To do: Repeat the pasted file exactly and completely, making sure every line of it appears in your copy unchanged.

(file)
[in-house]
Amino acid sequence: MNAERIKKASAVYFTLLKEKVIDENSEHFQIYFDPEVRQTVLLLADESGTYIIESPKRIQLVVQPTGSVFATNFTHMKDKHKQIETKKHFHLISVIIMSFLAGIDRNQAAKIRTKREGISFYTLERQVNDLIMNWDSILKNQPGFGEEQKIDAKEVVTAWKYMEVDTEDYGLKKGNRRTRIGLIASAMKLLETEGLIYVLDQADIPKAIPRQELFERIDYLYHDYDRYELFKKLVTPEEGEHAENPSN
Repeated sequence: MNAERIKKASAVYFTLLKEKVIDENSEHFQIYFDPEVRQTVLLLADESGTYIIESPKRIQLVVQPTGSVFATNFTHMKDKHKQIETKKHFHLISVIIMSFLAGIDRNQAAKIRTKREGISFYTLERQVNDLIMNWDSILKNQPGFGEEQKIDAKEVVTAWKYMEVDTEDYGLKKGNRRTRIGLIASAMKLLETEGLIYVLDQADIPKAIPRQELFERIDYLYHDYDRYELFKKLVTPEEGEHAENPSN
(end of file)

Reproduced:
[in-house]
Amino acid sequence: MNAERIKKASAVYFTLLKEKVIDENSEHFQIYFDPEVRQTVLLLADESGTYIIESPKRIQLVVQPTGSVFATNFTHMKDKHKQIETKKHFHLISVIIMSFLAGIDRNQAAKIRTKREGISFYTLERQVNDLIMNWDSILKNQPGFGEEQKIDAKEVVTAWKYMEVDTEDYGLKKGNRRTRIGLIASAMKLLETEGLIYVLDQADIPKAIPRQELFERIDYLYHDYDRYELFKKLVTPEEGEHAENPSN
Repeated sequence: MNAERIKKASAVYFTLLKEKVIDENSEHFQIYFDPEVRQTVLLLADESGTYIIESPKRIQLVVQPTGSVFATNFTHMKDKHKQIETKKHFHLISVIIMSFLAGIDRNQAAKIRTKREGISFYTLERQVNDLIMNWDSILKNQPGFGEEQKIDAKEVVTAWKYMEVDTEDYGLKKGNRRTRIGLIASAMKLLETEGLIYVLDQADIPKAIPRQELFERIDYLYHDYDRYELFKKLVTPEEGEHAENPSN